Way Back When
How The Major Shamed Cup Flops
Part five of our Way Back When series carries a topical theme and might have Wolves’ present-day players thanking their lucky stars!
Disappointed that Wolves didn’t put Crystal Palace away at the first attempt in their FA Cup meeting at Molineux yesterday?
Mick McCarthy’s mood, it would appear, was much lighter than that almost 80 years ago of one of his predecessors, Major Frank Buckley, after a third-round knockout against Mansfield.
We are grateful for the following information from one of our readers, who reflects on how the Major apparently reacted following a 1-0 defeat at Molineux in January, 1929, against a side who weren’t even elected to the Football League until a couple of years later.
“Ted Watson, the old Geordie full-back, was my Granddad’s best pal and a work-mate at Marstons in Fordhouses,” the reader’s email says.
“Ted also worked as a barman at the Mitre pub in Bradmore and his nickname, in his playing days, was Clagger Watson.
“He told me they (Wolves) lost an important Cup match to Mansfield and Major Buckley made them turn up on the Sunday morning and put their strip and boots on.
“He made them run round the town on the cobbles.” And the reader’s last word via his Granddad was: “He said the language was worst down Brickkiln Street.”
Thank Goodness then for Ronald Zubar’s late equaliser yesterday! But what else of Watson, who didn’t play in that humiliating tie, but returned against Tottenham the following week?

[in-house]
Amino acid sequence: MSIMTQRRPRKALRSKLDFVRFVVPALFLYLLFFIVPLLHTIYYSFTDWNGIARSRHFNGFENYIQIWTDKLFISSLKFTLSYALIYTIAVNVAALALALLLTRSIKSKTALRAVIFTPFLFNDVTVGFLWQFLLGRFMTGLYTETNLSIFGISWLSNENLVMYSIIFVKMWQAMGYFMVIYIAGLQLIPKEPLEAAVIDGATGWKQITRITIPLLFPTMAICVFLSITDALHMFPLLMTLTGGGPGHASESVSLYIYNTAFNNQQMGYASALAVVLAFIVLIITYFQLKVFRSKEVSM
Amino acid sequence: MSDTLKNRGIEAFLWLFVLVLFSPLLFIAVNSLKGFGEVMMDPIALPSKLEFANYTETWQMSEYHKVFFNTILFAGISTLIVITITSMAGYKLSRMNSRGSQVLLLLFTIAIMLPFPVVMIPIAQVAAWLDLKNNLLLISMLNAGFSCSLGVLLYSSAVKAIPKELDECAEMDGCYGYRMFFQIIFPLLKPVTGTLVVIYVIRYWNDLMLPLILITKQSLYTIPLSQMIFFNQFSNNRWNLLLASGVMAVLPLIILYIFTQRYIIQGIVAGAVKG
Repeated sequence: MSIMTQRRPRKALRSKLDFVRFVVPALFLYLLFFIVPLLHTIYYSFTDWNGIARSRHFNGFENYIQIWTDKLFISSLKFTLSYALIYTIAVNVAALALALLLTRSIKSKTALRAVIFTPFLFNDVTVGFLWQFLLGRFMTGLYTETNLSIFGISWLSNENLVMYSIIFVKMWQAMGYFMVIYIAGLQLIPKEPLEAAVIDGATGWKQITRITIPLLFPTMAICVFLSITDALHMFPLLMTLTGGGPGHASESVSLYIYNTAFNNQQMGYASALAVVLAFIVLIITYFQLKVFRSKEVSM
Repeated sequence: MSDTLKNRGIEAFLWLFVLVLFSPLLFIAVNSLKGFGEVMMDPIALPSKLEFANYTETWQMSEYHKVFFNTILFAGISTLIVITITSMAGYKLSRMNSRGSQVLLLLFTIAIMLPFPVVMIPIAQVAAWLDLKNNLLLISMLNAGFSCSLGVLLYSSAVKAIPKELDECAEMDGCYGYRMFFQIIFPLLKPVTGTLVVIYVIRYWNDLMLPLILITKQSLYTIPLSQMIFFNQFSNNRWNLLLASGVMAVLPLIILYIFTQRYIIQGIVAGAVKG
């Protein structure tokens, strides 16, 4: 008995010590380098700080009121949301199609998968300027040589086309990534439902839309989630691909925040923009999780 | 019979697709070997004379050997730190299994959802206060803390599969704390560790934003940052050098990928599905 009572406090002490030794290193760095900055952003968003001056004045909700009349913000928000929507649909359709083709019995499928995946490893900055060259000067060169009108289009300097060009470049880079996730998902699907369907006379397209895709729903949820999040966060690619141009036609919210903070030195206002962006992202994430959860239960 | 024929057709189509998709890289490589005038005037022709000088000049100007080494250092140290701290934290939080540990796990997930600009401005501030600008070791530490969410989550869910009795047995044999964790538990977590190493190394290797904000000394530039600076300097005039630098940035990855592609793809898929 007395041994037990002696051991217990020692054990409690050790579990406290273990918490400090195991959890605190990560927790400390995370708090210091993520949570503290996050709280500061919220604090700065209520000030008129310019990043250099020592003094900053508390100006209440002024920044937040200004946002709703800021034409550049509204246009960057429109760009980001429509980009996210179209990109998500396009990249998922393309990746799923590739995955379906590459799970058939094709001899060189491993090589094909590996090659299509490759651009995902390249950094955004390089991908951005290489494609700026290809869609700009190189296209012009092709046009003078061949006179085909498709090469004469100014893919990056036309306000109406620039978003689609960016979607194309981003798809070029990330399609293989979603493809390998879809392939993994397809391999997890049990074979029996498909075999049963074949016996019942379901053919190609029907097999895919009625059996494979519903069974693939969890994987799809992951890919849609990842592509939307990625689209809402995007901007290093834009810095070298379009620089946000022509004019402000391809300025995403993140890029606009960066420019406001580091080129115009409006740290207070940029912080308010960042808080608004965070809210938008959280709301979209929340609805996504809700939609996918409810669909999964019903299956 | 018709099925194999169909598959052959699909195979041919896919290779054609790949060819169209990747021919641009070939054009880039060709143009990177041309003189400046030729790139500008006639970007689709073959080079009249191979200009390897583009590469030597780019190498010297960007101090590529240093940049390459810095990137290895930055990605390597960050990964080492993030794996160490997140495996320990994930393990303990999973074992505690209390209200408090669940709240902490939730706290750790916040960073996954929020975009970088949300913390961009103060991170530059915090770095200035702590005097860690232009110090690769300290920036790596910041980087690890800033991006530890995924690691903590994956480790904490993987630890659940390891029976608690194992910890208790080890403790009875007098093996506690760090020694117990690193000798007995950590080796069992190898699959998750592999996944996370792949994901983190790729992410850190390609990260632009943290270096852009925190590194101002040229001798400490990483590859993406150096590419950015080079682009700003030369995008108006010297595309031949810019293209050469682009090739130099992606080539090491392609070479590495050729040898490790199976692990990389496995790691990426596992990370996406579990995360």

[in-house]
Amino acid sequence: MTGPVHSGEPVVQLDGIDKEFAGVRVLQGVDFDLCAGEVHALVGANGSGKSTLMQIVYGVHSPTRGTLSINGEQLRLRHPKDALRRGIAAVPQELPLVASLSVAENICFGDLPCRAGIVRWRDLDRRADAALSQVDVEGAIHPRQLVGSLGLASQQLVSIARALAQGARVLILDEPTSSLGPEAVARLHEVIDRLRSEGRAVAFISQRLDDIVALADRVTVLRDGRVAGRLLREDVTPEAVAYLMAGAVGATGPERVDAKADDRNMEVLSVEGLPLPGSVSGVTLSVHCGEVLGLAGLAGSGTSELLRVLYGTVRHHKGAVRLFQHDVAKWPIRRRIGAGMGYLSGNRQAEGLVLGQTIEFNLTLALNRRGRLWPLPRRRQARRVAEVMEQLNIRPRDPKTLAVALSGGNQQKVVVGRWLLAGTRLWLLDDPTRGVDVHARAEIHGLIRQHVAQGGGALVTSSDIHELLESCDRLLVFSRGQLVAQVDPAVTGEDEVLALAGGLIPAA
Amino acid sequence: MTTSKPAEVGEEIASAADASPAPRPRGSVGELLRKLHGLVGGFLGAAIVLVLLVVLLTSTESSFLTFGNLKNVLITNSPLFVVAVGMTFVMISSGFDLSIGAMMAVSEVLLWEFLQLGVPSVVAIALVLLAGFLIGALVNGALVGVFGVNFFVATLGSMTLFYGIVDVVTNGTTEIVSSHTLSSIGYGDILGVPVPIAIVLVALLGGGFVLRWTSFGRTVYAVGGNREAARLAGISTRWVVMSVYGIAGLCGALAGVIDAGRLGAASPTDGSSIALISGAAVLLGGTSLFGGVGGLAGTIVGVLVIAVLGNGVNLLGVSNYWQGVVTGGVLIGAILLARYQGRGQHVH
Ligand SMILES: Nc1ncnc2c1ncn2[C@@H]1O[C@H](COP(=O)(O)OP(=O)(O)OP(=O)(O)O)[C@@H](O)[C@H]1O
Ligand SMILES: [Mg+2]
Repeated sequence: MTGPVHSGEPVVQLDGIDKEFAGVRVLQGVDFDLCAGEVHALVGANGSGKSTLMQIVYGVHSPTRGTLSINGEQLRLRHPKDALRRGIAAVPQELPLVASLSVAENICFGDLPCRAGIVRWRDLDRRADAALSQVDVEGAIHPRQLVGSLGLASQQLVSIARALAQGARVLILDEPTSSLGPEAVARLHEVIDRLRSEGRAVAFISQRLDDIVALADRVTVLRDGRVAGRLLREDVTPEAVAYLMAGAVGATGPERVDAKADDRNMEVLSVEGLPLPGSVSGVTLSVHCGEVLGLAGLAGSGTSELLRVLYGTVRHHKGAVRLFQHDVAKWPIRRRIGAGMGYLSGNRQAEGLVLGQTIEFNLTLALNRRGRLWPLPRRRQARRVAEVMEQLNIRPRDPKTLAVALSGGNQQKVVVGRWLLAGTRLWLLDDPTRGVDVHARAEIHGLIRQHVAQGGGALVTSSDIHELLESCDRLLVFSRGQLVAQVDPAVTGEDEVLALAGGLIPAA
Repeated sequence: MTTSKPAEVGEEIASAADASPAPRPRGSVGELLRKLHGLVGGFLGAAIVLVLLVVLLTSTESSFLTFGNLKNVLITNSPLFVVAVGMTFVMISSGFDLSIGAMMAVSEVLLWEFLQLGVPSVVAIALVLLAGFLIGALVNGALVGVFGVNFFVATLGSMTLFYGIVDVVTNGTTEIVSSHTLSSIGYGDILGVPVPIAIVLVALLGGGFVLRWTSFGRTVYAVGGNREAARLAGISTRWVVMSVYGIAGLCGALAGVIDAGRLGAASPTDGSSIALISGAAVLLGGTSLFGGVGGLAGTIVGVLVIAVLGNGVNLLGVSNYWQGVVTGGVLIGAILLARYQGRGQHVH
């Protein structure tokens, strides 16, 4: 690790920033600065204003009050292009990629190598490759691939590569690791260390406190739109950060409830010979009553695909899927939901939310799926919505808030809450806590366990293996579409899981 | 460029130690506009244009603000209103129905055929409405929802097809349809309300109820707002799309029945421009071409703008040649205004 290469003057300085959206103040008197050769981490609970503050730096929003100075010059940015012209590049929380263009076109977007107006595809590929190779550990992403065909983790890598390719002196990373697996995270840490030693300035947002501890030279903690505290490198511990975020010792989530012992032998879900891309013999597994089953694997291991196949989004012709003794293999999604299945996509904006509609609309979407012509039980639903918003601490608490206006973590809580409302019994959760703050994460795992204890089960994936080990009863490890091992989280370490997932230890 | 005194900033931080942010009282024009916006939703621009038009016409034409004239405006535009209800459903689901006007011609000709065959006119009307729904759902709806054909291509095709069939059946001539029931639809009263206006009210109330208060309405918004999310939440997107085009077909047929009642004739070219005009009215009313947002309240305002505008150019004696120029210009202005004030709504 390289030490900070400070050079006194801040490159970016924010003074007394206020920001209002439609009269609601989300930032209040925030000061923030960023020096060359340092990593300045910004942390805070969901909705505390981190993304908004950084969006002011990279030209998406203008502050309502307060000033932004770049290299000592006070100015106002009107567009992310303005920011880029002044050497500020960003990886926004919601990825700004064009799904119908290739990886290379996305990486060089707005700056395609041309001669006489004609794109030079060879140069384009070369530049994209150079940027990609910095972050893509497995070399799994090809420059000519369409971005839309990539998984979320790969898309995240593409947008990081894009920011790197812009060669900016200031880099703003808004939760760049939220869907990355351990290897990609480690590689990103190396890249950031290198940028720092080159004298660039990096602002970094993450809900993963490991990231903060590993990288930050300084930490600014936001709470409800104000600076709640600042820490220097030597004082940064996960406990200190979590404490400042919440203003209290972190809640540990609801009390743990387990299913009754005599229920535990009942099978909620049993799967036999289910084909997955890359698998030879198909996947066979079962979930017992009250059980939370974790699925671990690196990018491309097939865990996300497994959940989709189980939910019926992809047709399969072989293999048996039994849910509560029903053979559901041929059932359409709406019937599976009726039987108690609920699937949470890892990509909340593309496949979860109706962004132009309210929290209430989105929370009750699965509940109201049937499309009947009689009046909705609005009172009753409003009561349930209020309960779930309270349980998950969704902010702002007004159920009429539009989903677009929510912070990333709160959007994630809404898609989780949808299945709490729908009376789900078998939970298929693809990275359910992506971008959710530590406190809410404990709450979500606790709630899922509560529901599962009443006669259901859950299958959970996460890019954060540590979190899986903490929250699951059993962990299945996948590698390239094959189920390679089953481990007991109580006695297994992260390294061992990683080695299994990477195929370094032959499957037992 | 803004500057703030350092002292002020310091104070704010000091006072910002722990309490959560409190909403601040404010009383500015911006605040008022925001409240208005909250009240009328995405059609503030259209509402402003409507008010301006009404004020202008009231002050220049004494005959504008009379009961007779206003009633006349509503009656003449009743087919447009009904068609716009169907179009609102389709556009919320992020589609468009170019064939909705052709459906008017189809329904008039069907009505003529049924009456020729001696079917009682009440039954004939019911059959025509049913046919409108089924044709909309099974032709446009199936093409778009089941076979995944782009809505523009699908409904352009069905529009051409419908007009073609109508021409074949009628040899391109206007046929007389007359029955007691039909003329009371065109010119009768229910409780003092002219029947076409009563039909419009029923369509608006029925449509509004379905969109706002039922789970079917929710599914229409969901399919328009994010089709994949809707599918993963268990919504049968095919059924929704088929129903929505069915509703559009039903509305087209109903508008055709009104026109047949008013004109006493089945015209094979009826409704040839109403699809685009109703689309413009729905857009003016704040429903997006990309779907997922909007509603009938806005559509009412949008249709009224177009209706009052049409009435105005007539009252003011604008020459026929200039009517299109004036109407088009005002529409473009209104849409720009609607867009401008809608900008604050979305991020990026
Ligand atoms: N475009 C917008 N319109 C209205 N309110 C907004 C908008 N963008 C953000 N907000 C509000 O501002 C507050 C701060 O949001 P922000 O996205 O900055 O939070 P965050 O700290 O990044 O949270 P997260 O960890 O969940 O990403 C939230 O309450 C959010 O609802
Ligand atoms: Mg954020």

He was a defender, described as a fearsome tackler, who moved from the north-east to South Wales and arrived at Molineux in 1921, ironically a few weeks after they had lost to Tottenham in the FA Cup final.
He made 206 first-team appearances for the club, then played more than 100 times for Coventry before ending his career with Oakengates Town in the mid-1930s.
The year of his passing-away is not known but the statistics that earn him a place in the Legends area of this website obviously don’t tell the full story of a colourful individual.
“I remember him telling me he was walking his dog once in Bantock Park,” we are also told. “There was a football match taking place and the keeper shouted to him to tap the ball back.
“He (Ted) was in his 60s but thought ‘I’ll show him’ and let fly a piledriver which hit the keeper, who was astonished at his power.”
* Author and journalist Steve Gordos adds: “My dad remembered this game and said Mansfield were dubbed ‘the egg and milk team’. Their manager Jack Hickling claimed that, at training each day, the players took a special drink made of eggs and milk. There was a lot of attention on Mansfield at the time as they were drawn against Arsenal after beating Wolves. I always believed the story to be true but apparently Hickling admitted many years later he had made it up just to give the Press a decent line.”